Legal Guide

No-Fault Auto Insurance Policies: A Good Thing or Bad?

No-fault laws are those that don’t require someone to be blamed for an accident, or a situation such as a divorce. They are typically determined in the states and can vary from one to the next. Currently, there are almost a dozen states where auto insurance companies can still offer coverage for no-fault policies to pay for any medical expenses incurred due to a car crash.

When there is no option of no-fault policies, it can put hardships on those who are required to carry insurance to drive but can’t afford the high premiums attached to various policies. Due to Michigan being one of the states with the highest cost in the nation for auto insurance, the Michigan House members are considering whether to give motorists a break.

In Michigan, if you choose to have a no-fault policy, the insurance laws require that drivers purchase additional coverage that will provide medical benefits for a lifetime. Michigan is one of the most stringent states when it comes to making auto insurers have full coverage, which some believe, are excessive.

According to a Baltimore dui attorney, the average motorist will pay approximately $2700 a year or more in insurance premiums to cover the laws as dictated by the state. That is more than double of most of the other states in the Union. That is why many motorists believe that changing the law would not only be simple, it would be fair.

Consumers are insisting that, due to the increase in coverage demands and price, paying the cost to drive is putting a financial hardship on families. The problem is that although seemingly easy, if Michigan pulls back on the coverage requirements, there is a debate about how much hospitals and doctors can get reimbursed for car crash injuries. At question is also whether caretakers, who have to take an absence from work, should have their losses reimbursed.

Being one of the few states that still allow a motorist have a no-fault policy, it assumes that each driver involved in an accident must assume responsibility for the cover of treating any injury costs. Since there need not be any fault ascribed to an accident, each party is equally responsible, and, therefore, it is driving up the cost of motorists to maintain insurance. When there is property or vehicular damage, those things are typically covered under either the comprehensive or collision provisions of the policy and not at the debate.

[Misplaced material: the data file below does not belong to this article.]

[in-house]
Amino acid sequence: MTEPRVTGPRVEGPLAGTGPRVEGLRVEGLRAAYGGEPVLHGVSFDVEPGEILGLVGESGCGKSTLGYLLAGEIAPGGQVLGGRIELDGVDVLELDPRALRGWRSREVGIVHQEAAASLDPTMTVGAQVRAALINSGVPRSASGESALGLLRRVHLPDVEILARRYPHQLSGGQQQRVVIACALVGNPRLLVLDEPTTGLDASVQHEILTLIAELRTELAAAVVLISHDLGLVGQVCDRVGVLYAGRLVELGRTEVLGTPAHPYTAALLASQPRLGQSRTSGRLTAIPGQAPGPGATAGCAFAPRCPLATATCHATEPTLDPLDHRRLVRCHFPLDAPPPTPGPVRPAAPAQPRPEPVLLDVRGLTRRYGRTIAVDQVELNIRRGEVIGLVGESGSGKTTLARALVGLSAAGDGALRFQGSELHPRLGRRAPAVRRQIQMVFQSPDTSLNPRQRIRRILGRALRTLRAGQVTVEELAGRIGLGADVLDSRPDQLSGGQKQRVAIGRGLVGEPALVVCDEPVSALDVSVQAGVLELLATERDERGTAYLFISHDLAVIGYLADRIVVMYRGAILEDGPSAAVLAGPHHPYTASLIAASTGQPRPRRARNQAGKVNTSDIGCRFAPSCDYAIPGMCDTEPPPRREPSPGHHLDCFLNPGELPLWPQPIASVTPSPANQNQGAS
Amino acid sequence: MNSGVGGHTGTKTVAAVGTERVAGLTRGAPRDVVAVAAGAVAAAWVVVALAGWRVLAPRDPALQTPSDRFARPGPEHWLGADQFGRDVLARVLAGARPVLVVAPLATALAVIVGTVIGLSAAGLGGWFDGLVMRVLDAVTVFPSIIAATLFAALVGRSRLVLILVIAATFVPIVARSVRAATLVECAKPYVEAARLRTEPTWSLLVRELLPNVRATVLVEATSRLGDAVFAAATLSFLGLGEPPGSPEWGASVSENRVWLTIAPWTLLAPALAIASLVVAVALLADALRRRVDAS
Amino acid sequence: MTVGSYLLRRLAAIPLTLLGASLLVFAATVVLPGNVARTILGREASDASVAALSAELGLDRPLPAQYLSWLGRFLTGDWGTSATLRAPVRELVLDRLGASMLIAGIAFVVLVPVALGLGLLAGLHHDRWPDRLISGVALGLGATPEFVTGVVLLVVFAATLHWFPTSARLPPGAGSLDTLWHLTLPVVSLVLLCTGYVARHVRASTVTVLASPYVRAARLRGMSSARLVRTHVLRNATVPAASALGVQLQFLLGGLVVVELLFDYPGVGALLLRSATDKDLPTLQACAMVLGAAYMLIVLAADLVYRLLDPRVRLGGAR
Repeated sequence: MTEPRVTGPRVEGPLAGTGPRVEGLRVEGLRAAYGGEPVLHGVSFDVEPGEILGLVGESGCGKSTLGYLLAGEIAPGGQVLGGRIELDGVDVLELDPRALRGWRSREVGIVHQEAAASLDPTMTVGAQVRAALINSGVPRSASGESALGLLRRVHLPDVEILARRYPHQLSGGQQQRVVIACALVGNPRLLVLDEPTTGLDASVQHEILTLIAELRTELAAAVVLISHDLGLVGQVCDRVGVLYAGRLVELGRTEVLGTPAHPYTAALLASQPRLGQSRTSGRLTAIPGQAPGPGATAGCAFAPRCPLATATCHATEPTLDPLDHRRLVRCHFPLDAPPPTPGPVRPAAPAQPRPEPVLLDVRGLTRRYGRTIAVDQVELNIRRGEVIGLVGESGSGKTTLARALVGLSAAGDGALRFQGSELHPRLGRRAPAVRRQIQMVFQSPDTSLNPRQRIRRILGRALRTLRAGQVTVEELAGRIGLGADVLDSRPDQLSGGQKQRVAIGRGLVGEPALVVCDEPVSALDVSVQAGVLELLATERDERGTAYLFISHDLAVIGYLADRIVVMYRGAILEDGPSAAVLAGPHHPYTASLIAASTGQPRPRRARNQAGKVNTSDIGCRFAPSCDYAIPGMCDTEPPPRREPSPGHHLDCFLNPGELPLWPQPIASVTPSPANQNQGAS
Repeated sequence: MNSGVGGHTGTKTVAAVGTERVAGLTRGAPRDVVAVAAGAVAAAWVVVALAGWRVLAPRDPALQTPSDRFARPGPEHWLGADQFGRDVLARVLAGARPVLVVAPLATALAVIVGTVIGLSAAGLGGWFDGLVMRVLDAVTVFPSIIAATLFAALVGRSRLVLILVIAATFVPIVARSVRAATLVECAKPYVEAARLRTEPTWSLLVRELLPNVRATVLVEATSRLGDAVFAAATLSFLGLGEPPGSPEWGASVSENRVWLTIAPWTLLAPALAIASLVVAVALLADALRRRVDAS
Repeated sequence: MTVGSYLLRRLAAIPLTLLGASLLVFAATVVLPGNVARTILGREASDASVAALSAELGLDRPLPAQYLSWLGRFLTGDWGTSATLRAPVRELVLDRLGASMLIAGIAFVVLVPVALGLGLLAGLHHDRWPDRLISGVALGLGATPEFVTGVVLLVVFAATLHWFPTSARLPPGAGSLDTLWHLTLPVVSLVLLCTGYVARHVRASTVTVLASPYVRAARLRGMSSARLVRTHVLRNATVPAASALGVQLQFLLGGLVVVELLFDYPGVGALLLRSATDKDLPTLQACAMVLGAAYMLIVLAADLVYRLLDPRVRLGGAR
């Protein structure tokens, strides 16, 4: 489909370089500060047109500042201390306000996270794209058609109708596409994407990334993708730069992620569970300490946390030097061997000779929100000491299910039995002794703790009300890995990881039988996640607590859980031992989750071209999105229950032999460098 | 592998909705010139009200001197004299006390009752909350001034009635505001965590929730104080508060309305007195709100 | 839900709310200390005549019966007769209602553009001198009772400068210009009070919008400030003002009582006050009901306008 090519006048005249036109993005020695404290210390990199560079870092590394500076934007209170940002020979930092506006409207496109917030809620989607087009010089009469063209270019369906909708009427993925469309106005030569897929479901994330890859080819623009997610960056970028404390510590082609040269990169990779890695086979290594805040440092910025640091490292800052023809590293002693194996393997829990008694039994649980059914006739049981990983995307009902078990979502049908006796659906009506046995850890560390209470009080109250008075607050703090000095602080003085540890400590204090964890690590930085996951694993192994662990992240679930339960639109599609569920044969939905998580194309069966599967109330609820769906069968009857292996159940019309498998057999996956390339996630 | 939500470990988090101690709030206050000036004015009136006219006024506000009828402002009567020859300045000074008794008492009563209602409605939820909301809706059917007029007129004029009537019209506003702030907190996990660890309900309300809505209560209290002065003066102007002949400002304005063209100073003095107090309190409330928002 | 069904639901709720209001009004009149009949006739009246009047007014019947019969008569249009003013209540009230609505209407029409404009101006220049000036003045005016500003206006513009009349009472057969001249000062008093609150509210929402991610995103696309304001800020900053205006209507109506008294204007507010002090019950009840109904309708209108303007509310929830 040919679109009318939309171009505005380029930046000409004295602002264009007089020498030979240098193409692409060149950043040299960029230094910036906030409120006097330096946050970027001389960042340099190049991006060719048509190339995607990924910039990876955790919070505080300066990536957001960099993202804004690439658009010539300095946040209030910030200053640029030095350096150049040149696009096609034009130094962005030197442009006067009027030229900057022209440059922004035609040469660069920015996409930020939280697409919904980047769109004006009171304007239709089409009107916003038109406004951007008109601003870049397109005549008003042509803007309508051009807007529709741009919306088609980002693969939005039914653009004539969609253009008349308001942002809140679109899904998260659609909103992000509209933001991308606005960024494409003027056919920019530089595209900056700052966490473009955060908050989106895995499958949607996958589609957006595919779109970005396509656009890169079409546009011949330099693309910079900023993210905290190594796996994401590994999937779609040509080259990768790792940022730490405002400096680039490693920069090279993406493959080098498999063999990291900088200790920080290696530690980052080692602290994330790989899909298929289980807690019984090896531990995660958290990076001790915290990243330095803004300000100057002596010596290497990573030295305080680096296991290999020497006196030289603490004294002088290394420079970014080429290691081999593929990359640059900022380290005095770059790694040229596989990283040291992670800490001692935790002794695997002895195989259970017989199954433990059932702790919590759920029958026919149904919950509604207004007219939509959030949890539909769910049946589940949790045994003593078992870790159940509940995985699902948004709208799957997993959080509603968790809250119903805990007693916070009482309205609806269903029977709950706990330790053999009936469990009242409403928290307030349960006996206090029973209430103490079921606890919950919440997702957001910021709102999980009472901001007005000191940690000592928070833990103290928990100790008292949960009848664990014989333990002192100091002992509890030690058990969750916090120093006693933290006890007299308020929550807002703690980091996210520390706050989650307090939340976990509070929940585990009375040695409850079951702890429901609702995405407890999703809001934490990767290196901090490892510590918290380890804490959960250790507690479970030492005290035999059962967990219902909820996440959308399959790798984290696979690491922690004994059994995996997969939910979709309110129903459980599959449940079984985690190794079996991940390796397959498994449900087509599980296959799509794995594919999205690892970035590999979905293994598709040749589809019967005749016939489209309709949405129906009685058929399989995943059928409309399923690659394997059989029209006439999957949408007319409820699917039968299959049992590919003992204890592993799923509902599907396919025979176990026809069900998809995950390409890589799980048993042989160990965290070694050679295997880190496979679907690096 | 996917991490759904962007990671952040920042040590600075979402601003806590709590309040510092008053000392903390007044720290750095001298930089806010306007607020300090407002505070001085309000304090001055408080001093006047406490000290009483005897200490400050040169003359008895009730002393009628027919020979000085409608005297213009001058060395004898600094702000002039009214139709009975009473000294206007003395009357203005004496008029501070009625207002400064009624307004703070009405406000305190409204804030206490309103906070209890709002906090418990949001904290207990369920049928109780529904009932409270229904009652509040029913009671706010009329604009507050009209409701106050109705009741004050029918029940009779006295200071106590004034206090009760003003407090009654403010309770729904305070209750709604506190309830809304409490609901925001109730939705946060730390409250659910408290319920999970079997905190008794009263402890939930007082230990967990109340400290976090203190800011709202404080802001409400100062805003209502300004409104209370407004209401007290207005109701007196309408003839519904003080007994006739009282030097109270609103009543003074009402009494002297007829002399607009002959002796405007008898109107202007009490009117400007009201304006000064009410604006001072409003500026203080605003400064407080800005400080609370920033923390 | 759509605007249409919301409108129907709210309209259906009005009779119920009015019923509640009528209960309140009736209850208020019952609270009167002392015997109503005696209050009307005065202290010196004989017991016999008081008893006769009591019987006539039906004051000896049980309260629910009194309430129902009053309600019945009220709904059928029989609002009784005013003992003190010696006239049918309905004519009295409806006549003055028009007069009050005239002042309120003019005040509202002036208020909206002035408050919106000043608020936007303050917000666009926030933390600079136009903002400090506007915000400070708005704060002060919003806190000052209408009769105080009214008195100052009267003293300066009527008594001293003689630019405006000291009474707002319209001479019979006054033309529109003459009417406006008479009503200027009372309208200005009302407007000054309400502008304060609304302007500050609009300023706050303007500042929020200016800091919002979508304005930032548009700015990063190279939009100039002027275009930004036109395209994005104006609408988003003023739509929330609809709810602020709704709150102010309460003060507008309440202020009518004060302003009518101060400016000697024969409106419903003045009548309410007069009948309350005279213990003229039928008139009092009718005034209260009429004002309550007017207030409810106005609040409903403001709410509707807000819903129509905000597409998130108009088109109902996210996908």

No-fault policies were initiated because the thought was that insurance companies could pay for the accidents at a quicker rate for crash victims and that it would drive down the price of premiums. Since there were no more caps for limits to consumers’ damages or ability for consumers to sue, the original intention was to better cover motorists and make the process easier.

Around since the mid-70s, 16 states thought the idea was a great one and overhauled their auto insurance laws. The problem is that after almost fifty years, no-fault policies have not been the savior that they were supposed to be. In fact, it would appear that they are driving up insurance premium costs and drivers are now suing their insurers for coverage that the carriers refuse to pay for. That has made the whole system confusing, frustrating, costly and fraught with fraud.

Most states that had initially used the no-fault insurance laws have since dropped them, and that is the position that Michigan is finding itself in. The thing that appears to be driving the costs up the most is the additional unlimited lifetime medical care and benefits rider. Specific to Michigan, no other no-fault state has the additional provision. That is what is driving residents to question why they are required to pay the additional cost when no other no-fault state motorists do.

The Michigan House is set to discuss a way to not only reduce the cost incurred by motorists but to cut down on the fraud which appears to be rampant in the car insurance industry. When no one has to be at blame, scammers find it easier to sit back and collect on policies without the much necessary proof that other states require.

There is no doubt that Michigan motorists are drowning under the weight of high insurance premiums. Whether Michigan will just revise their laws or undo the no-fault option remains to be seen.

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